RUN /venv-cpu/bin/pip install https://storage.googleapis.com/tensorflow/linux/cpu/tensorflow-$MY_TF_VER-cp27-none-linux_x86_64.whl
  • Use nvidia-docker command line tool – a thin wrapper for Docker command line. It enables the Docker container to use the GPU

Simple & flexible configuration

Flexible for research, live models & hyper parameter tuning. Configuration should be simple to reason – I have seen too many configuration mechanisms get out of hand. I think we found a fair trade off between flexibility and simplicity:

First, no hierarchies! (keep it as simple as possible).

For example:

Hierarchies are Bad:

   -- pre_prossesing:

      -- subsample_ration = 0.3

   -- training_loop

      -- batch_size = 124

      -- epochs = 100

   -- hyper_param

      -- learining_rate = 0.1


Flat is Good:

-- subsample_ration = 0.3

-- batch_size = 124

-- epochs = 100

-- learning_rate = 1.1

Config values are set in 3 levels:

Level 1 – NetConfig class:

class NetConfig:

	def __init__(self,


As you can see default values are hard coded as part of the configuration class.

Level 2 – variant_config.json:


	"learning_rate" : 0.001



	"graph": "deep_v2",

	"batch_size": 124


Here we define our model variants. Only overriding non default configurations.

The configuration file is held with the code, and baked into the Docker image. A new Docker image is built for every configuration change.

Level 3 – environment variable:

nvidia-docker run  -e batch_size=64 ….

Using environment variable enables overriding a specific configuration for a single training run. We use it for research and hyper parameter tuning.

Support Multiple Network Architectures

training flow image

Supporting multiple network architectures is a key concept for us. It enables many team members to work in parallel on different architectures (and set A/B tests on live traffic).

So how do we support multi network architectures? Let’s take a closer look into ‘build network graph’ step:

def build_model_graph(net_config, dataset_shapes, tf_session):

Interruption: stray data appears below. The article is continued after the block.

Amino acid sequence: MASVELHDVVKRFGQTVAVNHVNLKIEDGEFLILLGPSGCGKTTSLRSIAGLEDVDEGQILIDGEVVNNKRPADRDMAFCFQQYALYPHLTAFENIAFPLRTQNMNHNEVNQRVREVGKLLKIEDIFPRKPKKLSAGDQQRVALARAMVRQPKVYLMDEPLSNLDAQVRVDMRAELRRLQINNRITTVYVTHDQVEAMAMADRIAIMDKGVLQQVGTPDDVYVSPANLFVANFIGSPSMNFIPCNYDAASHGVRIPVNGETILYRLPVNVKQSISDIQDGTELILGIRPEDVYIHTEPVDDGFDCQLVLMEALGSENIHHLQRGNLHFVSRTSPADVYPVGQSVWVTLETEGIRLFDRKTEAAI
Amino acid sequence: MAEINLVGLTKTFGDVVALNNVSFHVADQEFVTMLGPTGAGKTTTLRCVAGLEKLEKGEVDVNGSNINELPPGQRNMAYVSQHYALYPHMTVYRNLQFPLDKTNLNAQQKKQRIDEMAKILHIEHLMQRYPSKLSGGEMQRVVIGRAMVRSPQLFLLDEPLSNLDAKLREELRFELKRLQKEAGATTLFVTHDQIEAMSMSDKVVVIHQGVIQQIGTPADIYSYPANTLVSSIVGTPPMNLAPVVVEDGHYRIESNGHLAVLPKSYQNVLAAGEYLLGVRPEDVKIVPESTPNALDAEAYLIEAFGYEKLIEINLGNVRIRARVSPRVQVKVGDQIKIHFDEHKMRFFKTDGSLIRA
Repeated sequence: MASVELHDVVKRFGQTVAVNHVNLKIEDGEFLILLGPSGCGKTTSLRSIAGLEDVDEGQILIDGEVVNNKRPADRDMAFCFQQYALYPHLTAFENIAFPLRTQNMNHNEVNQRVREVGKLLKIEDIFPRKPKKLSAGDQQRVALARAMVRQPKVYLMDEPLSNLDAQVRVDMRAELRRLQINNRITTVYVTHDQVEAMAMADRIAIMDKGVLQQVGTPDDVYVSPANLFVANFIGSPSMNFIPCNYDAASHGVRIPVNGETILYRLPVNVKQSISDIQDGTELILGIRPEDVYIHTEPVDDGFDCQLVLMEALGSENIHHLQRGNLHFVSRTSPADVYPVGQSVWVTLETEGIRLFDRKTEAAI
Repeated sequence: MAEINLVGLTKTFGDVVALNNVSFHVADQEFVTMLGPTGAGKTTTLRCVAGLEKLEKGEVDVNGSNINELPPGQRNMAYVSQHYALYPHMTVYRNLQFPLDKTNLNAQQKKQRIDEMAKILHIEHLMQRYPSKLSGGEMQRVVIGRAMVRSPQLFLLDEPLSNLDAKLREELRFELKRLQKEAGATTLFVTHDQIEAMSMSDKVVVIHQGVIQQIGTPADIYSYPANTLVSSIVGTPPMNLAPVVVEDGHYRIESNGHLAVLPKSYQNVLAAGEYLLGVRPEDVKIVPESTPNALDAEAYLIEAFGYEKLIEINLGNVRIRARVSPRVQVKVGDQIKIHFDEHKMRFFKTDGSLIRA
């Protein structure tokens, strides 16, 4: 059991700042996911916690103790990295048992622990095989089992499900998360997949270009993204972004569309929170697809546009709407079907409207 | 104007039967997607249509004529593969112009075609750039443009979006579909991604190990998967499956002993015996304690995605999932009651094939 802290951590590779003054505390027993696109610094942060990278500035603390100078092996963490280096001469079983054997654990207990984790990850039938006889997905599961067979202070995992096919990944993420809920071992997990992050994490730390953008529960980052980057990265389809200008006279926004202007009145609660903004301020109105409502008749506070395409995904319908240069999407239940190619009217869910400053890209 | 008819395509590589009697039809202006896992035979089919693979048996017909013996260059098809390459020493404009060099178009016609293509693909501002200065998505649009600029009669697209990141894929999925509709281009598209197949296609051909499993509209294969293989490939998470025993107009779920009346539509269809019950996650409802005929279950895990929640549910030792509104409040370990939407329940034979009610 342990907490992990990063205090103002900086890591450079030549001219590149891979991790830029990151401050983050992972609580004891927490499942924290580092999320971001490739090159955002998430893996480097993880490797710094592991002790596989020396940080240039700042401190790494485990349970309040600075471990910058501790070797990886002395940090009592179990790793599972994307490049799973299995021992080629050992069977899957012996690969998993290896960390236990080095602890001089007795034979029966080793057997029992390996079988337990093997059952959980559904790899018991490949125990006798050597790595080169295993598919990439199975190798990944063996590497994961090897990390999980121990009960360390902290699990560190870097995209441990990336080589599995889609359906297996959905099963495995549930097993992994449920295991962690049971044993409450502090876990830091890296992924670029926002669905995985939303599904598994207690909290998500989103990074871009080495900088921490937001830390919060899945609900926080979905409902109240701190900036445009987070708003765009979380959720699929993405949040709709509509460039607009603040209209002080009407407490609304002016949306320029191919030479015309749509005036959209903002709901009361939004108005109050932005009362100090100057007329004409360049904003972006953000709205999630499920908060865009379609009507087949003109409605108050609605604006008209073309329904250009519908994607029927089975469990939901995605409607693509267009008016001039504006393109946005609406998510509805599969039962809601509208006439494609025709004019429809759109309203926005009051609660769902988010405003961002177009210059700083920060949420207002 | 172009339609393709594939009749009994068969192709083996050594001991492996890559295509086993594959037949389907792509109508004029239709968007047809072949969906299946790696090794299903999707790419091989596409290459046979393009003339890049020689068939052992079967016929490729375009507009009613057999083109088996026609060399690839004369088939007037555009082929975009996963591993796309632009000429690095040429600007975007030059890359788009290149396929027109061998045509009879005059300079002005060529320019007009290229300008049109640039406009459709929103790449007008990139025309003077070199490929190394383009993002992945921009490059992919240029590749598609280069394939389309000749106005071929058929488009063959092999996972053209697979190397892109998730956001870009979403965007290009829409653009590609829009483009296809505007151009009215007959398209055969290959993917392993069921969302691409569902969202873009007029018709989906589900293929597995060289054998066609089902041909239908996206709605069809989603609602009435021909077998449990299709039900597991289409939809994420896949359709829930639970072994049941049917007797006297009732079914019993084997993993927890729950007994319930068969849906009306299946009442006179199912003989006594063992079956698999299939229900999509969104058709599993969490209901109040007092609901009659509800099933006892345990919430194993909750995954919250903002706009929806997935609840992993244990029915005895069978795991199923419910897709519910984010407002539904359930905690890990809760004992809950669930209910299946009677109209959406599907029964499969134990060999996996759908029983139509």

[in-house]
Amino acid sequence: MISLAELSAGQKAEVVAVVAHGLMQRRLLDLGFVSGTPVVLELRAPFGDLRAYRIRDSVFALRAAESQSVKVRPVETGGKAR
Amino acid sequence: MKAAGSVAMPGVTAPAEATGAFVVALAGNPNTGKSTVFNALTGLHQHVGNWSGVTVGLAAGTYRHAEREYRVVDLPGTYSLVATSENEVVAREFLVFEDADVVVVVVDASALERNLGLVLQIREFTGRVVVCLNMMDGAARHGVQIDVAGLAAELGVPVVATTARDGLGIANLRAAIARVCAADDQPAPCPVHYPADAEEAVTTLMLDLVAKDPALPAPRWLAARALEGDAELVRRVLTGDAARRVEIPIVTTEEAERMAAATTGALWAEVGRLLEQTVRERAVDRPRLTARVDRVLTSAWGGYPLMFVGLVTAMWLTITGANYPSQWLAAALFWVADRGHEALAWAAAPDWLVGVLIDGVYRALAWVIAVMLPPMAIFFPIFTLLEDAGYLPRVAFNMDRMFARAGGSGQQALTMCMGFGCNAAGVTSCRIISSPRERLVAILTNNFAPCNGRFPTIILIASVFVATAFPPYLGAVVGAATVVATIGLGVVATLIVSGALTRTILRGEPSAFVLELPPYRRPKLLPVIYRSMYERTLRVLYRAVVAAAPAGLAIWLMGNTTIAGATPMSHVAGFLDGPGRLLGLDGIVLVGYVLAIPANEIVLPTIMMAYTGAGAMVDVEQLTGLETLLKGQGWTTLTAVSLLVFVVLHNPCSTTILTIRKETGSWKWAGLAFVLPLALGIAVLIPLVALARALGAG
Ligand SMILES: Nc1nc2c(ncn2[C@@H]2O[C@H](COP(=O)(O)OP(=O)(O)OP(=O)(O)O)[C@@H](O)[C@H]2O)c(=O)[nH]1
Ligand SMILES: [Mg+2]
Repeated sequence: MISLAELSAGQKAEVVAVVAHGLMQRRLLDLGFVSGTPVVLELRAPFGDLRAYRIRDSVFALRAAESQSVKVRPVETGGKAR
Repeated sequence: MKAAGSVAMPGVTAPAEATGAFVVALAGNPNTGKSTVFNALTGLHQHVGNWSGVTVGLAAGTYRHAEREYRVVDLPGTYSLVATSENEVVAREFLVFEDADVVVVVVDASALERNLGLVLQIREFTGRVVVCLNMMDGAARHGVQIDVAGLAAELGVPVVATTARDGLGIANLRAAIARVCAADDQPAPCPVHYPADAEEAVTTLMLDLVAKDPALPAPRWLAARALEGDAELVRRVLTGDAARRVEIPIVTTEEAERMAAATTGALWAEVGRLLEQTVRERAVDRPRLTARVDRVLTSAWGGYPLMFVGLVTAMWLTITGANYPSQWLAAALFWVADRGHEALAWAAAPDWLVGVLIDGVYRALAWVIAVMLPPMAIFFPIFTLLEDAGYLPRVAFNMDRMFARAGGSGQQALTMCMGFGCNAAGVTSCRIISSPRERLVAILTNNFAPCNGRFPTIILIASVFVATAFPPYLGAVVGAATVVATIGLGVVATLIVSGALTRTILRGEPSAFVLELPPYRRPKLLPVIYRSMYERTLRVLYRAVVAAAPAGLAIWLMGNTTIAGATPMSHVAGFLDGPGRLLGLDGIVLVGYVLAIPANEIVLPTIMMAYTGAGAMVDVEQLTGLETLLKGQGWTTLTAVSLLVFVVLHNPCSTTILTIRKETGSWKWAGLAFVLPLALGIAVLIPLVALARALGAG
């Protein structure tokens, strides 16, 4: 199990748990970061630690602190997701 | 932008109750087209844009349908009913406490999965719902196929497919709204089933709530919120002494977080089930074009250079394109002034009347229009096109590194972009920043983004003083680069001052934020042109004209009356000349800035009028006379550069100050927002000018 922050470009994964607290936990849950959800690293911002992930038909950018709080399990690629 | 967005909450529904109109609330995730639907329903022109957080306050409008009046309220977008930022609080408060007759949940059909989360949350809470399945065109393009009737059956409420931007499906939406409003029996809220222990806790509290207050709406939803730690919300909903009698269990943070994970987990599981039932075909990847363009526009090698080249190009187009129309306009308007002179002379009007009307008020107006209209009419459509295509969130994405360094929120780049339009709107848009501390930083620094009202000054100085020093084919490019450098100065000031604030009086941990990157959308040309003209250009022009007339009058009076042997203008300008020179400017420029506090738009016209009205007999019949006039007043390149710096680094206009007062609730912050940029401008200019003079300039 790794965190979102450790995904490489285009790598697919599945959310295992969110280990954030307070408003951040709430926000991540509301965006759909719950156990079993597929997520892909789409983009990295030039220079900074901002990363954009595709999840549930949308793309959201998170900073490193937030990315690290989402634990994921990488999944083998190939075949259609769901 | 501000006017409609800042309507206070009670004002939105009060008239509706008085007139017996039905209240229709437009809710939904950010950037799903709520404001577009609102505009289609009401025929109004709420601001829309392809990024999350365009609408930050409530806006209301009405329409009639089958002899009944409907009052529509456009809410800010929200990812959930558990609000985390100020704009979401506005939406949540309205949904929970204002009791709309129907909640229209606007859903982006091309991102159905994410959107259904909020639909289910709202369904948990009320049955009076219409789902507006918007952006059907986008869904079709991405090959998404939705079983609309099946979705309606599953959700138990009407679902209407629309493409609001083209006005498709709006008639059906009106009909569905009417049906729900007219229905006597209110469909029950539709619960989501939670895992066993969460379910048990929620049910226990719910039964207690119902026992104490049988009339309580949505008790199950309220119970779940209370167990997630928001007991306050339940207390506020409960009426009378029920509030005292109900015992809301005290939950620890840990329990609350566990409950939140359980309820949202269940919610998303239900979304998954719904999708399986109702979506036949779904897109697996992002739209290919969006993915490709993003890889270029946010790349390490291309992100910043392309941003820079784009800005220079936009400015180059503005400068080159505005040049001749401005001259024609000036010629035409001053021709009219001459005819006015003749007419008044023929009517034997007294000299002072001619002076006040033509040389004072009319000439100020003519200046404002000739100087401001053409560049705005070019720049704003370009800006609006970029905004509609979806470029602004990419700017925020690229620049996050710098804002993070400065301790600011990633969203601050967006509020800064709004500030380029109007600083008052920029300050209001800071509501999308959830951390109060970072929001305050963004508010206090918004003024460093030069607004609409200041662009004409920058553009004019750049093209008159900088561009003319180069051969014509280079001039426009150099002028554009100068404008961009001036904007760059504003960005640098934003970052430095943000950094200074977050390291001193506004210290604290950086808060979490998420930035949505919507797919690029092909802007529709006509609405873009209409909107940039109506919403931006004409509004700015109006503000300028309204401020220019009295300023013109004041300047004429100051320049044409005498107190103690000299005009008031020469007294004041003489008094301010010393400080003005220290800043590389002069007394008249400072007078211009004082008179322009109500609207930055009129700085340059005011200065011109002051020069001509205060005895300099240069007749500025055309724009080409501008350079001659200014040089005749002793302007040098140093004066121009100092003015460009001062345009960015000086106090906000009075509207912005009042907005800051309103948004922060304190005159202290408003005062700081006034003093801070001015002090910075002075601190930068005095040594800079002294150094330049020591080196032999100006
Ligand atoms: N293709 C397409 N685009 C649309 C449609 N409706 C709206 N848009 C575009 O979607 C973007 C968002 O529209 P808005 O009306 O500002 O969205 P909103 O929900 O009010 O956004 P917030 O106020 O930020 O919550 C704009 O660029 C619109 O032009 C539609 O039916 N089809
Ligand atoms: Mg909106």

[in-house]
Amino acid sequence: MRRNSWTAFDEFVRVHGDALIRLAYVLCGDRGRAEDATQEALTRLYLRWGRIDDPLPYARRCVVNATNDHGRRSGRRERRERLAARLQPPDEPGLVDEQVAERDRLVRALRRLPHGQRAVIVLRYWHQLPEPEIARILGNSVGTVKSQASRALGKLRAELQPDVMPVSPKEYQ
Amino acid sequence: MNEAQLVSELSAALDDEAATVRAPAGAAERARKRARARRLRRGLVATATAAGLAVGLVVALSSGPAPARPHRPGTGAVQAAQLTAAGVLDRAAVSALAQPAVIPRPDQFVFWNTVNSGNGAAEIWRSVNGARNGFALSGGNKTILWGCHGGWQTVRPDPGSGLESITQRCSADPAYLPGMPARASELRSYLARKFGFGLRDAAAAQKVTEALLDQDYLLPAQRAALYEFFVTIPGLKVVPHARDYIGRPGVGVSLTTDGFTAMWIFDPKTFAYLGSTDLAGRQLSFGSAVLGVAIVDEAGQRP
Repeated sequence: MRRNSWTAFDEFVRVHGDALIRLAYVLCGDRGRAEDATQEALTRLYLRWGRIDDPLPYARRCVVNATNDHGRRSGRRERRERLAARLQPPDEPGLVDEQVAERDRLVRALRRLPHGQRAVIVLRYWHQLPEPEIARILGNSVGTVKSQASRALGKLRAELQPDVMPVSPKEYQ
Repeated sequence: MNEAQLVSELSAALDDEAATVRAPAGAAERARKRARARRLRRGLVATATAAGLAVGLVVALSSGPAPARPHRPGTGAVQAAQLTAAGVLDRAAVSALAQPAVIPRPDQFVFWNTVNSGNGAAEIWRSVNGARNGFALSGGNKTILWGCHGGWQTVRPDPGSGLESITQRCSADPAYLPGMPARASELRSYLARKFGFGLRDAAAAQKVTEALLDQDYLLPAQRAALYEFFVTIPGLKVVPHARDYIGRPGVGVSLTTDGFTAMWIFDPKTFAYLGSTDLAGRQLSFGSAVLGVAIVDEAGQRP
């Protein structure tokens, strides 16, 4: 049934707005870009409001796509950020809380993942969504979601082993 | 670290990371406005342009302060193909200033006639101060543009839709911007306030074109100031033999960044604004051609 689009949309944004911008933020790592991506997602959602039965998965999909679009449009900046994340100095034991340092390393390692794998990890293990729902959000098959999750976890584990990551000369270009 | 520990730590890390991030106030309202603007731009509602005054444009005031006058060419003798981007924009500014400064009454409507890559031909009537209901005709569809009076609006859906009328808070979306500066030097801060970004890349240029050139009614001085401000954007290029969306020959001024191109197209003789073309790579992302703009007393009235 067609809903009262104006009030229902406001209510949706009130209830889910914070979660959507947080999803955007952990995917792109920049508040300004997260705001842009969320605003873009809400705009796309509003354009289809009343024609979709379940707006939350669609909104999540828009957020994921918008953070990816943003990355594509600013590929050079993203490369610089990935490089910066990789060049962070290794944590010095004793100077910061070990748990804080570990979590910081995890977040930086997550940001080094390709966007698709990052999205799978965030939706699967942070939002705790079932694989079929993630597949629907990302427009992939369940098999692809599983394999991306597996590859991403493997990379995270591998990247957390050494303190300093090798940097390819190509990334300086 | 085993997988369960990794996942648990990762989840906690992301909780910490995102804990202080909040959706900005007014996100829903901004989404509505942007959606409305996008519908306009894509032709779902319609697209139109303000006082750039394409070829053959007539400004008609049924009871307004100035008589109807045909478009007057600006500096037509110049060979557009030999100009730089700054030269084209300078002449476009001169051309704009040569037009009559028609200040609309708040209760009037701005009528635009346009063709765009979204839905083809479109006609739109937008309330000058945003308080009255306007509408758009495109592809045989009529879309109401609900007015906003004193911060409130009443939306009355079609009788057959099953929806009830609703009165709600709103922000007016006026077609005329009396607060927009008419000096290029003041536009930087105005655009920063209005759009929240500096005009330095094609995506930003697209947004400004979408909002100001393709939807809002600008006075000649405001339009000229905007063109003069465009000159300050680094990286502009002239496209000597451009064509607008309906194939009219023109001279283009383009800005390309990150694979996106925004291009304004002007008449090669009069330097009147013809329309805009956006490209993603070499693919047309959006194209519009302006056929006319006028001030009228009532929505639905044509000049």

if config.graph == ‘deep_v1’:
	return build_graph_deep_v1(net_config, dataset_shapes, tf_session) 
   elif config.graph == ‘rnn_v1’: 
	return build_graph_rnn_v1(net_config, dataset_shapes, tf_session)

‘build_graph_deep_v1’ & ‘build_graph_rnn_v1’ are just static methods that contain  the TensorFlow code for defining the graph.

‘build_model_graph’ returns an OpsWrapper instance, holding the TensorFlow ops for the training loop:

class NetOps:
    def __init__(self,

Note that the ‘build_model_graph’ has 3 inputs: net_config (discussed earlier), dataset_shapes and tf_session. The dataset_shapes object is created during the preprocessing step. It contains features vector information that is used to build the network graph. For instance, the cardinality of a categorical feature is used to define the size of the embedding lookup table.

class DatasetShapes:
	def __init__(self,

The tf_session in just an instance of tf.Session class.

Packaging the Model

Packaging the model TensorFlow files inside a zip with other extra files, can help debug and monitor the training process. What extra files did we store?

  • TensorBoard files
  • Graph image of train & test offline metrics
  • Offline metrics CSV:
  •            >  row for each epoch
  •            >  add all kinds of offline metrics, such as train & test error & loss
  • DeFacto configuration – used to train the model
  • Dataset metadata – for example dataset size
  • Other things you may find useful for troubleshooting & debugging

Hyper parameter tuning

Hyper parameter tuning is critical. A big improvement on model performance can be gained by tuning parameters such as, batch size, learning rate, embedding dimension, hidden layer depth, width, and so on….

We started by implementing a simple Python script that runs a random search on the hyper parameter space. It runs sequentially using a single GPU. We just ran it for days. To get faster and better results we moved to the cloud, running in parallel on multiple machines & GPUs.

All-in-all we had lots of fun working on this project (at least I did). We ended up with a relatively simple and straightforward infrastructure, being used by the whole team, raising somewhere between 10-15 live A/B tests in parallel.

That is it! I hope you find it useful.

Special thanks to my team: Yedid, Aviv, Dan, Stavros, Efrat and Yoel.

Originally Published: